Fouad FM, Nakahsima Y, Tarazi RC: Reversal of left ventricular hypertrophy during treatment with antihypertensive agents. Br J Clin Pharmacol, 7: 255–260, 1979.CrossRefGoogle Scholar
  22. 22.
    Tarazi RC, Fouad FM: Reversal of cardiac hypertrophy in humans. Hypertension, 6 (Suppl III): 140–146, 1984.Google Scholar
  23. 23.
    Dunn FG, Ventura HO, Messerli FH, Kobrin I, Fröhlich ED: Time course of regression of left ventricular hypertrophy in hypertensive patients treated with atenolol. Circulation, 76: 254–258, 1987.PubMedCrossRefGoogle Scholar
  24. 24.
    Messerli FH, Nunez BD, Nunez MM, Garavaglia GE, Schmieder RE, Ventura HO: Hypertension and sudden death. Disparate effects of calcium entry blockers and diuretic therapy on cardiac dysrhythmias. Arch Intern Med, 149: 1263–1267,1989.Google Scholar
  25. 25.
    Messerli FH, Ventura HO, Glade LB, et al: Essential hypertension in the elderly: Haemodynamics, intravascular volume, plasma renin activity and circulating catecholamine levels. Lancet, II: 983–986,1983.CrossRefGoogle Scholar
  26. 26.
    Julius S, Esler M: Autonomie nervous cardiovascular regulation in borderline hypertension. Am J Cardiol, 36: 685–696,1975.PubMedCrossRefGoogle Scholar
  27. 27.
    Buhler F: Antihypertensive treatment according to age, plasma renin, and race. Drugs, 35: 495–503, 1988.PubMedCrossRefGoogle Scholar
  28. 28.
    Kaplan NM: Critical comments on recent literature: Age and the response to antihypertensive drugs. Am J Hypertension, 2: 213–215,1989.Google Scholar
  29. 29.
    Messerli FH, Garavaglia G, Schmieder RE, Sundgaard-Riise K, Nunez B, Amodeo C: Disparate cardiovascular findings in men and women with essential hypertension. Ann Intern Med, 107: 158–161, 1987.PubMedGoogle Scholar
  30. 30.
    Levy SB, Talner LB, Coel MN, Holk R, Stone RA: Renal vasculature in essential hypertension: Racial differences. Ann Intern Med, 88:12–16,1978.PubMedGoogle Scholar
  31. 31.
    Finnerty FA Jr: Hypertension is different in blacks. JAMA, 216: 1634,1971.PubMedCrossRefGoogle Scholar
  32. 32.
    Dunn FG, Oigman W, Dreslinksi GR et al: Racial differences in cardiac adaptation in essential hypertension determined by echocardiographic indexes. J Am Coll Cardiol, 1:1348,1983.Google Scholar
  33. 33.
    Schmieder RE, Messerli FH: Obesity hypertension. Med Clin North Am, 71: 991–1002, 1987.PubMedGoogle Scholar
  34. 34.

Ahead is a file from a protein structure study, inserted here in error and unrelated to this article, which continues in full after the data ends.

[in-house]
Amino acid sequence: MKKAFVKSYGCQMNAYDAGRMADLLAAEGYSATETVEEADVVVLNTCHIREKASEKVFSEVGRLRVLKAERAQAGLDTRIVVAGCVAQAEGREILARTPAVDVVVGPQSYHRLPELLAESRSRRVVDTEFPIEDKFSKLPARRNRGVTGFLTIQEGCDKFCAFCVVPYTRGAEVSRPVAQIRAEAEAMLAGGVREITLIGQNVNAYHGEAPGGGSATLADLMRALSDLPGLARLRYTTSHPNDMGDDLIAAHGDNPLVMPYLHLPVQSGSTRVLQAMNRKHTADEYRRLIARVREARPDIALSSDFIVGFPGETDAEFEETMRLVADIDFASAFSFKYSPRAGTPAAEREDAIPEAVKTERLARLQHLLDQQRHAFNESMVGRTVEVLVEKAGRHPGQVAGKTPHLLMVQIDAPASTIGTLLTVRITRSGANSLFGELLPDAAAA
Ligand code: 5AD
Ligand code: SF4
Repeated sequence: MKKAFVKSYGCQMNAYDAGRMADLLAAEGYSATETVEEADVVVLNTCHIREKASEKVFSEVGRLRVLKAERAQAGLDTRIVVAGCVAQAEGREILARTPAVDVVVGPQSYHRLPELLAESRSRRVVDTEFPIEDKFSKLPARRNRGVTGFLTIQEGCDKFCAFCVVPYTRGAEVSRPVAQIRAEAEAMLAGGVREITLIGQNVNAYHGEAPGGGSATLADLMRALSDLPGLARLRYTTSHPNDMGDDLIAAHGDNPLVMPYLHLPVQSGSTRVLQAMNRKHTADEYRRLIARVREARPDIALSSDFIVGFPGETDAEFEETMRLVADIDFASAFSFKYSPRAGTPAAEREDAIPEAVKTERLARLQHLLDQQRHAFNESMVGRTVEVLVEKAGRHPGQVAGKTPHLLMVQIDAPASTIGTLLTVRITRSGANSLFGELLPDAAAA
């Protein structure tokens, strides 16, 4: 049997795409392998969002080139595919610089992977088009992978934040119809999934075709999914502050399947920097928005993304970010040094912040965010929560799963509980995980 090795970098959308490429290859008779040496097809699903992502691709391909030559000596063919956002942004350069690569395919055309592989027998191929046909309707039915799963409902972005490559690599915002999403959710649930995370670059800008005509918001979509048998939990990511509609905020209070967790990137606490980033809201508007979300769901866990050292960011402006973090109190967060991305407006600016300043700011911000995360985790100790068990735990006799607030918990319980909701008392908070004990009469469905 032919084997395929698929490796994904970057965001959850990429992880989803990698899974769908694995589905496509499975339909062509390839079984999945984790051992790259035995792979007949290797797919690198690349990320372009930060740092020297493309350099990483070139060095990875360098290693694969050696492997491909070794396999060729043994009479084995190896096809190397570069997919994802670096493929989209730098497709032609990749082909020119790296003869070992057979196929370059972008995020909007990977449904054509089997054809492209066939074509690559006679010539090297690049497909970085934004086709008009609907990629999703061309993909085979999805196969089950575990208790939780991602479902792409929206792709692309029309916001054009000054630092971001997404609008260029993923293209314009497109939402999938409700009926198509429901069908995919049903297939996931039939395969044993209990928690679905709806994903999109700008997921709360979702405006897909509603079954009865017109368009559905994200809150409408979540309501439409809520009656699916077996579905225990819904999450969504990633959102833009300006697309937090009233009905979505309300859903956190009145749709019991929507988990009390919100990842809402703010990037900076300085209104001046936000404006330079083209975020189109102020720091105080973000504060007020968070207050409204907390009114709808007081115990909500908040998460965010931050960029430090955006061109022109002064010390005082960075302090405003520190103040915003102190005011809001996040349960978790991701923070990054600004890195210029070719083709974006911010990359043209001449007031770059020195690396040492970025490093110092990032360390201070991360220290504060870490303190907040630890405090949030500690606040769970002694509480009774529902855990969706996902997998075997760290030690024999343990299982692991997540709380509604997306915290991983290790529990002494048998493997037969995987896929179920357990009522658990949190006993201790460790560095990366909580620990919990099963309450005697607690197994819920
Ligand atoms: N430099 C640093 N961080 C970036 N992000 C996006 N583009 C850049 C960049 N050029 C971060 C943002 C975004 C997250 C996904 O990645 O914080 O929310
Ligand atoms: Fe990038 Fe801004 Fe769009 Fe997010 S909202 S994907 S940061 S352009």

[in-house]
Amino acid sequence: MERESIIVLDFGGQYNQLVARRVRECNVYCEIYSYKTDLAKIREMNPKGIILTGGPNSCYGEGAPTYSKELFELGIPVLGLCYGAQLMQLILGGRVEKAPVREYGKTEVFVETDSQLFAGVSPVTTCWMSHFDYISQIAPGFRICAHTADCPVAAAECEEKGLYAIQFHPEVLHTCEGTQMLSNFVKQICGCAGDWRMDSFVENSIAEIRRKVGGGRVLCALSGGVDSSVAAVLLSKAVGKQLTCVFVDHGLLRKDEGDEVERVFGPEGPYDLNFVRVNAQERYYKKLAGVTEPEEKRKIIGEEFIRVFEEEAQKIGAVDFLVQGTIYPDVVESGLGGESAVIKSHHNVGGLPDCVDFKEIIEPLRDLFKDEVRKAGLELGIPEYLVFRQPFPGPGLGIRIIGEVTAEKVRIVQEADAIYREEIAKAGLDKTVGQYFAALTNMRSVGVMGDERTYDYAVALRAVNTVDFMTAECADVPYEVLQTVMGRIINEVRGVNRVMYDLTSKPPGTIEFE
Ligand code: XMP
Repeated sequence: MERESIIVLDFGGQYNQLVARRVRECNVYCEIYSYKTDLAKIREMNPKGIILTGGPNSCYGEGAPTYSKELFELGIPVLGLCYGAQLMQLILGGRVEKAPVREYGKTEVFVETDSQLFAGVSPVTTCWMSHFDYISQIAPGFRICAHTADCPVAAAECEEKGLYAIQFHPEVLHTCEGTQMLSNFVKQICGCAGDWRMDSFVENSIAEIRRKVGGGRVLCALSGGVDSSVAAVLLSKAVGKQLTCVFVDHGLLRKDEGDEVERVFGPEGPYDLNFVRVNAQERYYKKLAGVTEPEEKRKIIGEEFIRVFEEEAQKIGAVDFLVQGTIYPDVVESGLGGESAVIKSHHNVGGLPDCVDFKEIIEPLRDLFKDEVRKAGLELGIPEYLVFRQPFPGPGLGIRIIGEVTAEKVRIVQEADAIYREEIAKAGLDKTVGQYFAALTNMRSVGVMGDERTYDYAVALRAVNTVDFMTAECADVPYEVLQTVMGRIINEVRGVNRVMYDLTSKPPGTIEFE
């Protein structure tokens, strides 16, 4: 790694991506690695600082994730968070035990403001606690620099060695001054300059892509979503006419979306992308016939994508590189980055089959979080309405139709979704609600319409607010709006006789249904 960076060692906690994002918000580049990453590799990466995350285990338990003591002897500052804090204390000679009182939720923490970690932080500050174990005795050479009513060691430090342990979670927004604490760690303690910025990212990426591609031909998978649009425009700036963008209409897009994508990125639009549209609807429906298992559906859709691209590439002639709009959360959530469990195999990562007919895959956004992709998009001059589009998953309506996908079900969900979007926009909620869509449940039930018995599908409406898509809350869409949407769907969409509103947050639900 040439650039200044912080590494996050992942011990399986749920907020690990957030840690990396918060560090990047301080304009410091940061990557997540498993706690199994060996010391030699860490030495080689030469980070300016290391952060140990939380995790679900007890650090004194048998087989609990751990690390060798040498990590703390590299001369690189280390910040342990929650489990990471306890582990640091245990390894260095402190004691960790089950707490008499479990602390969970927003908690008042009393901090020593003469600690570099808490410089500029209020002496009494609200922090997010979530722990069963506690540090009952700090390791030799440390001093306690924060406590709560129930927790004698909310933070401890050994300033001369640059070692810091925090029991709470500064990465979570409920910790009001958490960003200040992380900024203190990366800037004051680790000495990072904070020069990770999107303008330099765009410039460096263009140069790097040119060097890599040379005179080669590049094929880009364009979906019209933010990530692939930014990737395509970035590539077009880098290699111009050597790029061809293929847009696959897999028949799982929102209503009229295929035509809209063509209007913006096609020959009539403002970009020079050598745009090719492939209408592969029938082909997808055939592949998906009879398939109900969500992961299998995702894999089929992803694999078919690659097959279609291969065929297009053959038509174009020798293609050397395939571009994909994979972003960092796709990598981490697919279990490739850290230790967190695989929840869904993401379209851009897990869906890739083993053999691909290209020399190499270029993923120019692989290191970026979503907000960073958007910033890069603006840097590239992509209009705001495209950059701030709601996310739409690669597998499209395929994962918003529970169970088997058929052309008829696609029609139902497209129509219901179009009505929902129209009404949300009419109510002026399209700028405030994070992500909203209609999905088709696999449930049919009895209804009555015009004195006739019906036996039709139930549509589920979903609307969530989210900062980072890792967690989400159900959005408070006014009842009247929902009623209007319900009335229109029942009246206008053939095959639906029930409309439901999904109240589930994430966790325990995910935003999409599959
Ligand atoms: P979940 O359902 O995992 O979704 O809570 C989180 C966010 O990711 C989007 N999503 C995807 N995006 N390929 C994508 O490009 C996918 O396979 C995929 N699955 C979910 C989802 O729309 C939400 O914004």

Messerli FH, Sundgaard-Riise K, Reisin ED, Dreslinski G, Dunn FG, Fröhlich ED: Disparate cardiovascular effects of obesity and essential hypertension. Am J Med, 74: 809–812,1983.CrossRefGoogle Scholar
  35. 35.
    Schmieder RE, Rockstroh JK, Schächinger H, Messerli FH: Hämodynamische Reaktion während Stress bei Patienten mit Adipositas und essentieller Hypertonie. Hochdruck 9: 81,1989 (Abstract).Google Scholar
  36. 36.
    Perloff D, Sokolow M, Cowan R: The prognostic value of ambulatory blood pressures. JAMA, 249: 2792–1798, 1983.PubMedCrossRefGoogle Scholar
  37. 37.
    Kaplan NM: New approaches to the therapy of mild hypertension. Am J Cardiol, 51: 621–627, 1983.PubMedCrossRefGoogle Scholar
  38. 38.
    Weidmann P, Uehlinger DE, Gerber A: Antihypertensive treatment and serum lipoproteins. J Hypertension, 3: 297–306,1985.CrossRefGoogle Scholar
  39. 39.
    Day JL, Simpson CN, Metcalfe J, Page RL: Metabolic consequences of atenolol and propanolol in treatment of essential hypertension. Br Med J, 1: 77–80,1979.CrossRefGoogle Scholar
  40. 40.
    Pollare T, Lithell H, Berne C: A comparision of the effects of hydrochlorothiazide and captopril on glucose and lipid metabolism in patients with hypertension. N Engl J Med, 321: 868–873, 1989.PubMedCrossRefGoogle Scholar
  41. 41.
    Day JL, Metcalfe J, Simpson CN: Adrenergic mechanism in control of plasma lipid concentrations. Br Med J, 284:145–1148,1982.Google Scholar
  42. 42.
    Pasotti C, Capra A, Fiorella G, Vibelli C, Chierichetti SM: Effects of pindolol and metoprolol on plasma lipids and lipoproteins. Br J Clin Pharmacol, 13: S435–S439,1982.CrossRefGoogle Scholar
  43. 43.
    Sacks FM, Dzau VJ: Adrenergic effects on plasma lipoprotein metabolism. Speculation on mechanisms of action. Am J Med, 80: 71–81,1986.Google Scholar
  44. 44.
    Working Group on Hypertension in Diabetes: Statement on hypertension in diabetes mellitus: Final report Arch Int Med, 147: 830–842,1987.Google Scholar
  45. 45.
    Skarfors ET, Lithell HO, Selinus I, Abery H: Do antihypertensive drugs precipitate diabetes in predisposed men? Br Med J, 298:1147–1152,1989.CrossRefGoogle Scholar
  46. 46.
    Pollare T, Lithell HO, Selinus I, Beme C: Sensitivity to insulin during treatment with atenolol and metoprolol: A randomized, double blind study of effects on carbohydrate and lipoprotein metabolism in hypertensive patients. Br Med J, 298: 1152–1157,1989.CrossRefGoogle Scholar
  47. 47.
    Ferrannini E, Buzzigoli G, Bonadonna R, Giorico MA, Obeggini M, Grazindei L, Pedrinelli R, Brandi L, Bevilacqua S: Insulin resistance in essential hypertension. N Engl J Med, 317: 350–357, 1987.PubMedCrossRefGoogle Scholar
  48. 48.
    Rett K, Lotz M, Wicklmayr M, Fink E, Jauch KW, Günther B, Dietze G: Improved insulin action by ACE inhibition in type II diabetics. Dtsch Med W’Schr, 113: 243–249, 1988.CrossRefGoogle Scholar
  49. 49.
    Schmieder RE, Friedrich G, Neus H, RÜddel H, von Eiff AW: The influence of beta-blockers on cardiovascular reactivity and type A behaviour pattern in hypertensives. Psychosom Med, 45: 417–423,1983.PubMedGoogle Scholar
  50. 50.
    Stamler R, Stamler J, Grimm R, Gosch FC, Elmer P, Dyer A, Berman R, Fishman J, van Heel N, Civinella J, McDonald A: Nutritional therapy for high blood pressure. Final report of a four-year randomized controlled trial — The Hypertension Control Program. JAMA, 257: 1484–1491, 1987.PubMedCrossRefGoogle Scholar